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AMD FX-8370 & FX-8370E Processor Review

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Posted September 2, 2014 by Sandy Bruce in CPU & Motherboards

Overview

Hardware:
 
Manufacturer: ,
 
Release Date: September 2nd 2014
 
Specifications: AM3+
 
Price at time of Review: FX-9590- $229 FX-8370 & 8370E- $199 FX-8320E- $147
 

WHAT WE LIKED:

Lower Wattage for 8370E & 8320E. New Lower Price for select models, Upgrade path for 95w board users
 

WHAT WE DISLIKED:

Negligible gains vs 8350, 95w performance hit vs 125w
 
BOTTOM LINE:
These are focused on those users currently sitting below the FX-8320 or needing a higher end 95w part. At the end of the day AMD created an upgrade path for more users and made it more competitive in that mid/high gamer market. because of the lower price.
by Sandy Bruce
Full Article
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Introduction

 

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We all know the woes AMD and their fans have been dealing with over the last few years so we will not be hashing that topic again. We will instead focus on the updated line for what they are, a place holder. They are designed to hold the interest of fans, budget shoppers and gamers until further notice. There have been no grand design changes that will suddenly put AMD on top of the performance heap. Instead, this is a product to cover those that have yet to make the switch from an older AM3 or AM3+ CPU or even a lesser CPU in the current AM3+ product stack. There is also a shift in how the FX series chips line up to the competition. We will move right into the overview and benchmarks that cover the new FX-8370 and FX-8370E 8 core CPUs.

 

Press Release logo

 

Introducing AMD FX Optimized for Power and Efficiency

Multi-core processing is the future. Game engines are being designed to do more at a time; particle effects, physics calculations, light rays, and shadows are growing progressively more complex by the day. Large-scale computing now relies more on the overall throughput of parallelism than the singular speed of CPU cores.

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Today, AMD FX-Series CPUs return to push the boundaries of value to the high-performance desktop platform – introducing the speed-optimized 125W AMD FX-8370 and power-optimized 95W AMD FX-8370E and AMD FX-8320E processors. Featuring the “Piledriver” x86 core architecture, all of our new FX solutions feature 8 native CPU cores for productivity at superior price points. Experience seamless multitasking and unleash the real capabilities of multi-threaded applications. Unlocked out of the box, AMD FX Processors have full potential to unleash additional performance via overclocking1. Paired with the latest AMD Radeon R9 graphics cards, AMD FX platforms will also allow you enable our revolutionary Mantle2 and TrueAudio3 technologies.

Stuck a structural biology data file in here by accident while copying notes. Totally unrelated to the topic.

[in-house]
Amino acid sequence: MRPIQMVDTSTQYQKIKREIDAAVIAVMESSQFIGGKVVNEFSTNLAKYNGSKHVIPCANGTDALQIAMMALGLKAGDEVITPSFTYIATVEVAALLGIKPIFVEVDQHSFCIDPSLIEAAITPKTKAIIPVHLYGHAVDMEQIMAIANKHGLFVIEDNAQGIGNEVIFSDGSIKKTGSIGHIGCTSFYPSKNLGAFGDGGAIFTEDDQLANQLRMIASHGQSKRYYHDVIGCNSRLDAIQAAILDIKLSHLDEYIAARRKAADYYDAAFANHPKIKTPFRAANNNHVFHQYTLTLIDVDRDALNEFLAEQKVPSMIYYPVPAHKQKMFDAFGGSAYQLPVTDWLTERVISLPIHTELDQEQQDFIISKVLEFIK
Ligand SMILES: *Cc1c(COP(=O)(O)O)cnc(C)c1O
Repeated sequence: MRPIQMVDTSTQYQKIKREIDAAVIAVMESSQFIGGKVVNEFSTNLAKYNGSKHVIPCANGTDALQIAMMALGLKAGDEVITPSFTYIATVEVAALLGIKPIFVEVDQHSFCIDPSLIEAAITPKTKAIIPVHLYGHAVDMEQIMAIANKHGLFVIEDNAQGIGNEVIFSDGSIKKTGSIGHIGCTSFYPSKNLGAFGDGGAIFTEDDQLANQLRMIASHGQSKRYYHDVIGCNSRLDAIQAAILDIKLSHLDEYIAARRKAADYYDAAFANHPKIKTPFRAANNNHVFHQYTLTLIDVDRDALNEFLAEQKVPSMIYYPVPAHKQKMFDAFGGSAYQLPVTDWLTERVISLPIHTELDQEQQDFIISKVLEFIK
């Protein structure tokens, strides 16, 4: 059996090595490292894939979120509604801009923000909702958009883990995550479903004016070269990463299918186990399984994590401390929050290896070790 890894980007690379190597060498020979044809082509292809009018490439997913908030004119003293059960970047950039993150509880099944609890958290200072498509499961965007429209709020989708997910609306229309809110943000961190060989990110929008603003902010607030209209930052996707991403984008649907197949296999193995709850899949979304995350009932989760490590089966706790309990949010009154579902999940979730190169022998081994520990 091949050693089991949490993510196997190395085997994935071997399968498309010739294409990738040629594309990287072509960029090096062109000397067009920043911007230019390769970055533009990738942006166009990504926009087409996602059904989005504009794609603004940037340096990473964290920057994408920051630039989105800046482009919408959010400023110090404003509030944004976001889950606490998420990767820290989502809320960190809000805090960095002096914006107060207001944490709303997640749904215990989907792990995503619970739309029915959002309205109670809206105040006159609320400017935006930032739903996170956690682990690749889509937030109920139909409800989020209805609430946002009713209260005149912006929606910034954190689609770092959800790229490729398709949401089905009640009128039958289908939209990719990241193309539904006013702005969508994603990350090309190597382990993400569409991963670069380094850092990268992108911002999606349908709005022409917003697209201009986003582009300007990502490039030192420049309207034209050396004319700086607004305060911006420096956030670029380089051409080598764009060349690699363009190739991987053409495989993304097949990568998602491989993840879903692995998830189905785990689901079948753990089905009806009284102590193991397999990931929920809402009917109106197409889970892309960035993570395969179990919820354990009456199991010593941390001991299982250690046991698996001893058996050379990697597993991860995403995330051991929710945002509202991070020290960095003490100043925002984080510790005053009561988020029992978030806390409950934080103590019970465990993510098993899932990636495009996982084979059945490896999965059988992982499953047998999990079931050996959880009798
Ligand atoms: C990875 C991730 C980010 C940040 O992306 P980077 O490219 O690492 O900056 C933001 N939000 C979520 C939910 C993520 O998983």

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3 Comments


  1.  
    Sean

    I will still have the AMD FX 6300 in my son’s system. No reason to upgrade from what I see here considering what he uses and I use his pc at times for.




  2.  
    Rey

    “Instead these are focused on those users currently sitting below the FX-8320 or are needing a higher end 95w part.”

    I’m inclined to agree, and, with that in mind, I’m puzzled that the FX-8350 wasn’t underclocked to simulate the FX-8320 when these benchmarks were executed. Not to mention including the FX-6300, or, at least an attempt to approximate one by disabling a module.

    It was pretty much a given that the FX-8370E wasn’t going to be a stand-out among the processors chosen for these tests. It’s value, if any, would only be truly revealed by comparing it with mid-to-lower tier members of the FX family.

    Including a Zambezi example would have been a plus, even a 125W example, as it is entirely likely that there might be FX-8120/8150 users who appreciate eight integer threads, but would like to have some relief from their current power/cooling/noise situation.




    •  
      Sandy Bruce

      I am pleased to hear you enjoyed the review but there is no need to be puzzled. Time and using the board provided was a major factor. 4 days to complete and would have had to re-bench any processor in this board to get valid results. New Product launches can be tough. So the review pairings were based on a price range and relevance to the product(s) being reviewed. Under-clocking, disabling cores and any approximation creates questions about the validity of the data set because additional variables were introduced that in all likelihood can not be recreated anywhere else.The entire bios setup would need to be published with each mention of the newly created variable. Not going to happen. By using every part as it comes the data is easily reproducible by anyone using the same hardware. Basically we review products as they come not as we would like them to be.

      Over the course of time we replace older hardware, as such we no longer have the FX-8150/8120 products. The FX-6300 was left out as it is no longer relevant in this discussion because it is 50% less then most of the lineup. It would compare more to A10-5800k APU $10 more or an FX-4300 as it is only $5 less than a FX-6300. It priced itself out of being compared to top end products from AMD or Intel.





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